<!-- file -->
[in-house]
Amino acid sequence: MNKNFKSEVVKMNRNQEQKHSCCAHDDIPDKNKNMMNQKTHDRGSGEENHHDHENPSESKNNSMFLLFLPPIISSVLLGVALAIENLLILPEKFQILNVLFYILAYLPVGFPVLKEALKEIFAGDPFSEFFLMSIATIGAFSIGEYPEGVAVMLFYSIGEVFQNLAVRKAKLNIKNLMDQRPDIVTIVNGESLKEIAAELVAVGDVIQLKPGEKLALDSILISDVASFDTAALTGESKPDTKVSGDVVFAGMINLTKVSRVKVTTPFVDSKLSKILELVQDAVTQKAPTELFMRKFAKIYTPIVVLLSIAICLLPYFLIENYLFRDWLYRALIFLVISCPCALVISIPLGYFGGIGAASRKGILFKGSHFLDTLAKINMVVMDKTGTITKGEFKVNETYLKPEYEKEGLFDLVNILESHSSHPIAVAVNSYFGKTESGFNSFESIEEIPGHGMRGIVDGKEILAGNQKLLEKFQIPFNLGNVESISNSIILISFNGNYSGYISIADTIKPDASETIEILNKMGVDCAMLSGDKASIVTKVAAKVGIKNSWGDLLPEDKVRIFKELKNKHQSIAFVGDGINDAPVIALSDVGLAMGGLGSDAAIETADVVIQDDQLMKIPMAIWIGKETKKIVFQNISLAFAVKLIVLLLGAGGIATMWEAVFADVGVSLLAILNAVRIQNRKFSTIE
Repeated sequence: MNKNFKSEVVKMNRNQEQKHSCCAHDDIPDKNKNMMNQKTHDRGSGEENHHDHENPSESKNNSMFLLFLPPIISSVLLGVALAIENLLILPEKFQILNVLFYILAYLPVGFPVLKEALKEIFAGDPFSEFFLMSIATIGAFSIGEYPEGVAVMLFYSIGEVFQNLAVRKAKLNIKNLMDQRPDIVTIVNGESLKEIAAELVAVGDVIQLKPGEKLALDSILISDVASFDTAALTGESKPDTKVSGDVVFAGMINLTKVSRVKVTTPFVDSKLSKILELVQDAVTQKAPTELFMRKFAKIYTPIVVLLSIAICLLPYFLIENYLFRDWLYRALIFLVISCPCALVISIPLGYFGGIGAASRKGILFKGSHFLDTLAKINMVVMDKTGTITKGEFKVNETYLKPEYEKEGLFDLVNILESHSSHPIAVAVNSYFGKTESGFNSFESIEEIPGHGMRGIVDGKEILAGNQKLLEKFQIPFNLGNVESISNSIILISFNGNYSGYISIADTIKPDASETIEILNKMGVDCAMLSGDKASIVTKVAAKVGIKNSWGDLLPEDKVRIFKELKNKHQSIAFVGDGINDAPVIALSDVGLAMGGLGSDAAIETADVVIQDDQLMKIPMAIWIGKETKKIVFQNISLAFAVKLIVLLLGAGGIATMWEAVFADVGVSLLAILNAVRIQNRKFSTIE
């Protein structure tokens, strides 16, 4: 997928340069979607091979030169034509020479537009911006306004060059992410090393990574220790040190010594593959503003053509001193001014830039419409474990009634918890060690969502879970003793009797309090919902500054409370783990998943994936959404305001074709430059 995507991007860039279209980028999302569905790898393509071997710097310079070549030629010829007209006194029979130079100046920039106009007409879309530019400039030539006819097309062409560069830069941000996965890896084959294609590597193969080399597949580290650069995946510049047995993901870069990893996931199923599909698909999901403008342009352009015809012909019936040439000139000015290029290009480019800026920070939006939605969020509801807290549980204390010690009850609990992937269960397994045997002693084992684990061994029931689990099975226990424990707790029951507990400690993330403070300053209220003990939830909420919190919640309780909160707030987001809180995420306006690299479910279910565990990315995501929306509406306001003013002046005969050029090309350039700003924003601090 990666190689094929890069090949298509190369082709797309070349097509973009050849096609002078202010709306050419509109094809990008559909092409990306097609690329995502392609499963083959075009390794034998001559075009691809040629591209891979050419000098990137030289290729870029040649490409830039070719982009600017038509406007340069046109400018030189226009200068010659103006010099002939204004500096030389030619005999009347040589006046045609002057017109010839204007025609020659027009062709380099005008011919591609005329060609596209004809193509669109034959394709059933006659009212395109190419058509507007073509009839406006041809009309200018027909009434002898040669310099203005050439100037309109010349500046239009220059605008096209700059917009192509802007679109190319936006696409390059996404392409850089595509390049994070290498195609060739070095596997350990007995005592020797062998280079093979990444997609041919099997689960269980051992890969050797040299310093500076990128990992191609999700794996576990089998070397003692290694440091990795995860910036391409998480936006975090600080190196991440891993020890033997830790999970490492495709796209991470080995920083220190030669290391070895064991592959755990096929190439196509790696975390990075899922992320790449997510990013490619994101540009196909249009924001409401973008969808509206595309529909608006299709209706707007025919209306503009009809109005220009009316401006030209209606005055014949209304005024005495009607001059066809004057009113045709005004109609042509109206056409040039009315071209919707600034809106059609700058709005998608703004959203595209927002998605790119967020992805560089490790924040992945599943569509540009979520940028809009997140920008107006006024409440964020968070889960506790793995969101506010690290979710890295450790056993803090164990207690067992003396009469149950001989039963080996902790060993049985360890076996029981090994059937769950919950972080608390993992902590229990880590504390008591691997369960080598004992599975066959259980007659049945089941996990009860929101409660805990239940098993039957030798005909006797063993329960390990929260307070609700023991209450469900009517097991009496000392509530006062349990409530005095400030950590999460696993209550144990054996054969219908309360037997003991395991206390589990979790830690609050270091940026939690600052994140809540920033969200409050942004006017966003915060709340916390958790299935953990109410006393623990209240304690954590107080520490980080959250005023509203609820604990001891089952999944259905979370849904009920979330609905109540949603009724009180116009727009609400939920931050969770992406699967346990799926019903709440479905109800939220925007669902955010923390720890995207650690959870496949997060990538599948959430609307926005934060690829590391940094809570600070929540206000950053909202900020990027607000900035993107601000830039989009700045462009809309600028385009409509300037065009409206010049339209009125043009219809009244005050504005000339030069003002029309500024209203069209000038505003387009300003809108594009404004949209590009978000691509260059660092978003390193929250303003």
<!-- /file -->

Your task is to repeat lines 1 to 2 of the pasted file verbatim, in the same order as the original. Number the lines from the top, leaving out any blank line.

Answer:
[in-house]
Amino acid sequence: MNKNFKSEVVKMNRNQEQKHSCCAHDDIPDKNKNMMNQKTHDRGSGEENHHDHENPSESKNNSMFLLFLPPIISSVLLGVALAIENLLILPEKFQILNVLFYILAYLPVGFPVLKEALKEIFAGDPFSEFFLMSIATIGAFSIGEYPEGVAVMLFYSIGEVFQNLAVRKAKLNIKNLMDQRPDIVTIVNGESLKEIAAELVAVGDVIQLKPGEKLALDSILISDVASFDTAALTGESKPDTKVSGDVVFAGMINLTKVSRVKVTTPFVDSKLSKILELVQDAVTQKAPTELFMRKFAKIYTPIVVLLSIAICLLPYFLIENYLFRDWLYRALIFLVISCPCALVISIPLGYFGGIGAASRKGILFKGSHFLDTLAKINMVVMDKTGTITKGEFKVNETYLKPEYEKEGLFDLVNILESHSSHPIAVAVNSYFGKTESGFNSFESIEEIPGHGMRGIVDGKEILAGNQKLLEKFQIPFNLGNVESISNSIILISFNGNYSGYISIADTIKPDASETIEILNKMGVDCAMLSGDKASIVTKVAAKVGIKNSWGDLLPEDKVRIFKELKNKHQSIAFVGDGINDAPVIALSDVGLAMGGLGSDAAIETADVVIQDDQLMKIPMAIWIGKETKKIVFQNISLAFAVKLIVLLLGAGGIATMWEAVFADVGVSLLAILNAVRIQNRKFSTIE